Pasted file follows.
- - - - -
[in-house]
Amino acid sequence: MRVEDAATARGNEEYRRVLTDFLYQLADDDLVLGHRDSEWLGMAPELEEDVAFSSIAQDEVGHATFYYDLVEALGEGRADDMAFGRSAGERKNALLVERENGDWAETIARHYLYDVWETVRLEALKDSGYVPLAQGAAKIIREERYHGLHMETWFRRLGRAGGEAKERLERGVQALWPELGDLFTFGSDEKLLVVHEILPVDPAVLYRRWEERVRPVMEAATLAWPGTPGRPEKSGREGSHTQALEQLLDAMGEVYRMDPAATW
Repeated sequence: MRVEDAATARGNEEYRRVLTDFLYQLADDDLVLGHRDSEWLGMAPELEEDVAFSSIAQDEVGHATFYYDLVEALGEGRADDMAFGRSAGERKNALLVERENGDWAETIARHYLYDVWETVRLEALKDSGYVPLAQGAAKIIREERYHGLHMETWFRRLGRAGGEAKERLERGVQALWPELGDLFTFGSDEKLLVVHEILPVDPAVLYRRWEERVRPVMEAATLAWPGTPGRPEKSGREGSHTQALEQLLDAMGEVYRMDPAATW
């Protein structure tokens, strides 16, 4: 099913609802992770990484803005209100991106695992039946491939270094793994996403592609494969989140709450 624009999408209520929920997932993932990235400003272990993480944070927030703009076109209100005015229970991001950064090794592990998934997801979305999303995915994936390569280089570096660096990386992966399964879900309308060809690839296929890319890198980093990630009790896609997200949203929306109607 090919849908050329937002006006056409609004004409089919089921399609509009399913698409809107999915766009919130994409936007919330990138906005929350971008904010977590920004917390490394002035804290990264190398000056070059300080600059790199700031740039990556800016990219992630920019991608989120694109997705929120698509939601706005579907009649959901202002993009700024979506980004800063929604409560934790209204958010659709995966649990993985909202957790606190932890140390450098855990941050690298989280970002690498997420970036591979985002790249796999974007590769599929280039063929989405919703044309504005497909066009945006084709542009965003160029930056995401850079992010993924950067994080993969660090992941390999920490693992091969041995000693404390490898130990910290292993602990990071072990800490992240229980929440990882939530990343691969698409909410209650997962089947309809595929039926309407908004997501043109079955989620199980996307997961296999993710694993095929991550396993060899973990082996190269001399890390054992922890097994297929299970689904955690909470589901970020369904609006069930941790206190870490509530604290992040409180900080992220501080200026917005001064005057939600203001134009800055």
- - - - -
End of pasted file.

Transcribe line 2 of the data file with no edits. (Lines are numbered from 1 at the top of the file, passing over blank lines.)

Amino acid sequence: MRVEDAATARGNEEYRRVLTDFLYQLADDDLVLGHRDSEWLGMAPELEEDVAFSSIAQDEVGHATFYYDLVEALGEGRADDMAFGRSAGERKNALLVERENGDWAETIARHYLYDVWETVRLEALKDSGYVPLAQGAAKIIREERYHGLHMETWFRRLGRAGGEAKERLERGVQALWPELGDLFTFGSDEKLLVVHEILPVDPAVLYRRWEERVRPVMEAATLAWPGTPGRPEKSGREGSHTQALEQLLDAMGEVYRMDPAATW